Referring to FIG. 10, the feature checker of FIG. 9 comprises a control module 1000 with interfaces to an explanation generator 1005, a simulator 1010, a conflict detector 1015 and a resolution proposer 1020. It is the control module 1000 which interfaces with the constraint translator and interface 91 and the service data point 125.
Referring to FIGS. 9, 10 and 11, the operation of the feature interaction management system at feature specification time can be set out as a flow diagram. In broad outline, the process is initiated when a new service or service feature is created and a service or feature specification submitted to the feature interaction management system 93 via the constraint translator and interface 91. The specifications 92 of the service (or features) are translated into a constraint representation by the Constraint Translator & Interface 91. Note that the translation does not depend on the origin of the specifications (customer, product line, software developer or network designer). The Feature Checker then checks the new service or feature against different scenarios and generates explanations and partial solutions in case of interaction. This information is fed back to the constraint Translator & Interface 91 for the user.
Going through the flow chart of FIG. 11 in more detail, the system is triggered by receipt of the specification of a new service or feature, step 1100, at the constraint translator and interface 91. A new service or feature specification will comprise a call context, this being the call state information it requires to be operational, the resources the service or feature will use, and how it will affect the call state and the resources. An example of a specification would be for “CALL_FORWARD_ON_BUSY”. The call state information is “BUSY”, the resources used will be those normally used in establishing a rerouted connection in the transmission network 100 and the effect of the feature on the call state information will be to impose the state “NOT_CONNECT”.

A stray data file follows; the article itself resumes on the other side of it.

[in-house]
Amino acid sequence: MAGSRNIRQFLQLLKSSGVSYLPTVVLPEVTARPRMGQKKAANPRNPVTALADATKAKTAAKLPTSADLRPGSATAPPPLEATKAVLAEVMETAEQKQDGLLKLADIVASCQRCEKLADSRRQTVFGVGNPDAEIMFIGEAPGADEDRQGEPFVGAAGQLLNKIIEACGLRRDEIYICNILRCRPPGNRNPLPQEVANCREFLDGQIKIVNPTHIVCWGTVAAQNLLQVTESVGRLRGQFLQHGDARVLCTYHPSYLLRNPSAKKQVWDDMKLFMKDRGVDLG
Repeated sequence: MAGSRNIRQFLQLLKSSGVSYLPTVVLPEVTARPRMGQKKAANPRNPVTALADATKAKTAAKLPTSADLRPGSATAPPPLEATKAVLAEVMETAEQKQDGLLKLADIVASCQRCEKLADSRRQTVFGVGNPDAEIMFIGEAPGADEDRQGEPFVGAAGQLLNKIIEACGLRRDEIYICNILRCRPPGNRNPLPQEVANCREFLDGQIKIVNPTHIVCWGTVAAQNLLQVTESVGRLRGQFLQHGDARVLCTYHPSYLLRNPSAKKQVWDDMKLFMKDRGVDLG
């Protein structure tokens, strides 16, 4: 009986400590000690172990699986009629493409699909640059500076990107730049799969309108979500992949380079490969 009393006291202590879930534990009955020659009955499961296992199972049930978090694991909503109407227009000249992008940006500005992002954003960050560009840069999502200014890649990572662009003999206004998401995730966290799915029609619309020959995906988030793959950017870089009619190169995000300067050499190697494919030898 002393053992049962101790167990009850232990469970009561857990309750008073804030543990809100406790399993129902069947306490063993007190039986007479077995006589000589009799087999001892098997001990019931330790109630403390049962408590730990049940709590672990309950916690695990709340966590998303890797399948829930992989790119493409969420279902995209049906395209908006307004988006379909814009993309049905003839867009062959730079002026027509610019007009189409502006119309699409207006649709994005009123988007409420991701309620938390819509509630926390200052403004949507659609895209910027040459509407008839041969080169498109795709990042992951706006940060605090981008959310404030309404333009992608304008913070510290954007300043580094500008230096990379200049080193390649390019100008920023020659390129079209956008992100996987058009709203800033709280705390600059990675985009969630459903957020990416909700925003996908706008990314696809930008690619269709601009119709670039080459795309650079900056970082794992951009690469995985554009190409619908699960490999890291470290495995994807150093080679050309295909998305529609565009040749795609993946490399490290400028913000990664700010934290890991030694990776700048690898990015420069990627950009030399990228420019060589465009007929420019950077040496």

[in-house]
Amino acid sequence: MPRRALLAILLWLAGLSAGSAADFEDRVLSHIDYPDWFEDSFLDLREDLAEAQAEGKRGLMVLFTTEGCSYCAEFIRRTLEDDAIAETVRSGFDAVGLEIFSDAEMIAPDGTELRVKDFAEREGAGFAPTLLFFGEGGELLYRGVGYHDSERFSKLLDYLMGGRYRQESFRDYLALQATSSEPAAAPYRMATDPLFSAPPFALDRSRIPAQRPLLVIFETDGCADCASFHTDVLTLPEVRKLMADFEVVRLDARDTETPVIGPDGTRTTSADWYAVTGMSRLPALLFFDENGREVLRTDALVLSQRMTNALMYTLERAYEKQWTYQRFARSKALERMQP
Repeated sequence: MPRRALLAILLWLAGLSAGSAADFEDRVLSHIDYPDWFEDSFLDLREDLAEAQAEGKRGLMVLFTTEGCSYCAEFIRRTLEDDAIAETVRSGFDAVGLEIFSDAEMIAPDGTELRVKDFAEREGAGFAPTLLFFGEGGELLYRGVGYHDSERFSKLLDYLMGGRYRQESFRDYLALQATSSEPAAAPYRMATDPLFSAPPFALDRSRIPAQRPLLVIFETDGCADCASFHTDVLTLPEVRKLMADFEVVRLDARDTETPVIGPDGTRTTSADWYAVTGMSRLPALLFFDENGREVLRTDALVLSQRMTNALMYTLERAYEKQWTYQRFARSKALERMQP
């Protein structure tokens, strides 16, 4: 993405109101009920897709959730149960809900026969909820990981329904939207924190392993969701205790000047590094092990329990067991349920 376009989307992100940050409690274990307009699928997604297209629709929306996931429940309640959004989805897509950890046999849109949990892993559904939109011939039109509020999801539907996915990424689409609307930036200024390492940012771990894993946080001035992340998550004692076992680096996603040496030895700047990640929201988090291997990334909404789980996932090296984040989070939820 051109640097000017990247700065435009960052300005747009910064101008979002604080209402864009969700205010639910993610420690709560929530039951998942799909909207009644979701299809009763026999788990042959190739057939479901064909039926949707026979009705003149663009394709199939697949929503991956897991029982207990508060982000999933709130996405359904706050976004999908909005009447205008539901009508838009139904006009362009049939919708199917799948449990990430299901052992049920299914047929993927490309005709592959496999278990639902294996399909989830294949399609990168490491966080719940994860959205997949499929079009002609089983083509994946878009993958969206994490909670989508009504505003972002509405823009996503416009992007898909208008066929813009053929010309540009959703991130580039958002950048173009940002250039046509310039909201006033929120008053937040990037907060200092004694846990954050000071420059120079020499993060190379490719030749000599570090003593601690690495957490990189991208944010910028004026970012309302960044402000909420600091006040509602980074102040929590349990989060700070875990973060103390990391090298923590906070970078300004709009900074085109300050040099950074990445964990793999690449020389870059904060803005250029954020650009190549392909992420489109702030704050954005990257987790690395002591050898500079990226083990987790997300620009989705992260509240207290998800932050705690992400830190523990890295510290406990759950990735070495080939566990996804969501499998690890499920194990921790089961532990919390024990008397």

The constraint translator translates the specification into a constraint-based feature representation, step 1105. This will comprise a set of constraints and variables, representing the feature and its behaviour. For instance, FIG. 3 shows the feature “CALL_FORWARD_ON_BUSY” expressed as a constraint-based feature representation. It expresses that the feature “CALL_FORWARD_ON_BUSY” imposes the state “NOT_CONNECT” for the variable “CONNECT_STATUS” when the state of the variable “CALL_STATE” is “BUSY”.
The control module 1000 receives the constraint representation of the new service or feature from the constraint translator 91, step 1110. The control module 1000 then triggers the simulator 1010 to provide a runtime scenario including existing constraint-based feature representations with which the new service features will have to be compatible, together with a range of potential call states, step 1115. A scenario will thus comprise for example a particular call status and a set of features activated. FIG. 4 provides a constraint-based feature representation which could be used to define a scenario comprising call status “BUSY” for a called user, and the feature “CALL_WAITING”.
The scenarios are generated or stored by the simulator and provided in turn to the control module 1000. The control module 1000 receives each scenario, step 1120, and sends it, together with the constraint-based representation of the new feature or service, to the conflict detector 1015 to check for inconsistencies, step 1125.